The artwork for Pink Floyd’s box set The Later Years has been unveiled — it has been designed by London-based studio Johnson Banks.
The 18-disc set focuses on material created by band members David Gilmour, Nick Mason and Richard Wright over the last thirty years.
As well as albums like A Momentary Lapse of Reason and The Division Bell, it includes live recordings, unreleased material, merchandise and a re-edited version of the rarely-seen 1987 film The Delicate Sound of Thunder.
Johnson Banks was approached by the band’s design by the band’s design collaborator, Aubrey Powell, to discuss the process just over a year ago.
Michael Johnson, the studio’s co-founder and creative director, has known Powell for “some time”. Johnson tells Design Week that it was “a lot of fun working together — with remarkably few disagreements”.
Powell set up the album cover design studio Hipgnosis in 1967 with his then-flatmate Storm Thorgerson, who had been childhood friends with Pink Floyd members, Syd Barret, Roger Waters and David Gilmour.
Hipgnosis, which dissolved in 1983, was responsible for many of Pink Floyd’s album covers, including the well-known prism cover design for the band’s eighth studio album, The Dark Side of the Mood.
Johnson says that Powell has an “amazing sixth sense about what will and won’t land with Gilmour and Mason”.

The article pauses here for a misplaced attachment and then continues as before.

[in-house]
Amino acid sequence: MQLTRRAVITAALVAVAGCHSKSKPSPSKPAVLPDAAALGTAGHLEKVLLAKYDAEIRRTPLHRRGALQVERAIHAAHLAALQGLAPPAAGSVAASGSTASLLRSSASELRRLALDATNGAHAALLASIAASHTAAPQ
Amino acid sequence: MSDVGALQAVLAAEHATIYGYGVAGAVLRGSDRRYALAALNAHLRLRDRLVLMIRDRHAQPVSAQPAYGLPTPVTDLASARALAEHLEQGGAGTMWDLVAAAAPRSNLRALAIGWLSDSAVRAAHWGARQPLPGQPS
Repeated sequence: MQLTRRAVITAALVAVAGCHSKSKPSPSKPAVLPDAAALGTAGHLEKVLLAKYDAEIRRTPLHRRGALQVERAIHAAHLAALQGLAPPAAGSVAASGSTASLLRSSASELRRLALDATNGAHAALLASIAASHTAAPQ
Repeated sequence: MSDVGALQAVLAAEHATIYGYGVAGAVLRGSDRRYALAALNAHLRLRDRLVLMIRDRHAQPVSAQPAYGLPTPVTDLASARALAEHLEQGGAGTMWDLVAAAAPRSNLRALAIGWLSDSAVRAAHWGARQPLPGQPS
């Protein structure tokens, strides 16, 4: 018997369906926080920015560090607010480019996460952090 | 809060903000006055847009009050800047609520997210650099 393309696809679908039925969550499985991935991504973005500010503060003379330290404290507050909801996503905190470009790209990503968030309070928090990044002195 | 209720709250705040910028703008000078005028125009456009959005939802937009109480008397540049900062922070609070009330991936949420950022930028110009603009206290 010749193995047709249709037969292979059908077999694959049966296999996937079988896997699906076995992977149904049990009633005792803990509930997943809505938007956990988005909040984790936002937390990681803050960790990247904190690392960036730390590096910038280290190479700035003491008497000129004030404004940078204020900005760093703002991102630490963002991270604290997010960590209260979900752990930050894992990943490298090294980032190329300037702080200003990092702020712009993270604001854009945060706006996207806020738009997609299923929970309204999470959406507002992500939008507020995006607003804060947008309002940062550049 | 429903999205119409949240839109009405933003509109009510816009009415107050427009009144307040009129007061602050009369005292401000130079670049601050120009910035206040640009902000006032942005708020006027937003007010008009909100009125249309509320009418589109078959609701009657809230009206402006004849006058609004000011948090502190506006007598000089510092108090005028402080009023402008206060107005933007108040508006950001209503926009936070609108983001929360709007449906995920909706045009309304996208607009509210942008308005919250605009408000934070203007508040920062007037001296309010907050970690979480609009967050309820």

Creating a “very Floyd” cover
The cover image shows a girl walking down a road in the desert, with streetlamps bending around her. Johnson says that the idea for the cover “started as a kind of metaphor around the legacy of the band and their amazing history”.
Though ambiguous, the idea of the “lamps bowing as the figure went past” is a nod to the rock band’s legacy.
It is the studio’s first album cover design. Johnson says that his design team, consisting of Beth Johnson and Alice Tosey, worked with the band and Powell throughout the process.
He says: “As we developed the idea and tested it, it became progressively more surreal and a bit more open to interpretation.
“The band has a long history of surrealist imagery so we were tapping into a rich seam with this work.”
The finished cover image might suggest the “power” of the passing child or that the street furniture is “simply melting into a peaceful sleep”. That ambiguity is “very Floyd”, according to Johnson.
A “moody” development process
For the image, the studio briefed the band’s frequent photographer Rupert Truman to travel to California and capture the desert’s “outstretched roads and wide-open plains”.
For the streetlights, Johnson Banks worked with London production studio Happy Finish. Happy Finish also helped the studio compose the final image.
As the process developed, the elements of the image — the lamps, roads and sky — became “moodier”. This tonal shift was approved by the band and Powell.
The back cover features the final lyrics from each song in the box set, in the form of a black hole. The text is set in circles which appear to “flow” into the event horizon (the area of a black hole where nothing can escape).
This “powerful image” becomes “mesmerising” when animated. “It creates an apt lasting memory for the back cover of the compilation,” the studio adds.
Part of a “design pantheon”
Johnson says it is an “honour” to contribute to the band’s history. “Walking around their 2017 V&A show made you realise how intrinsic the band’s visual approach has been to its history,” he says.
“To be part of that design pantheon is quite special.”
The box set is released 13 December 2019.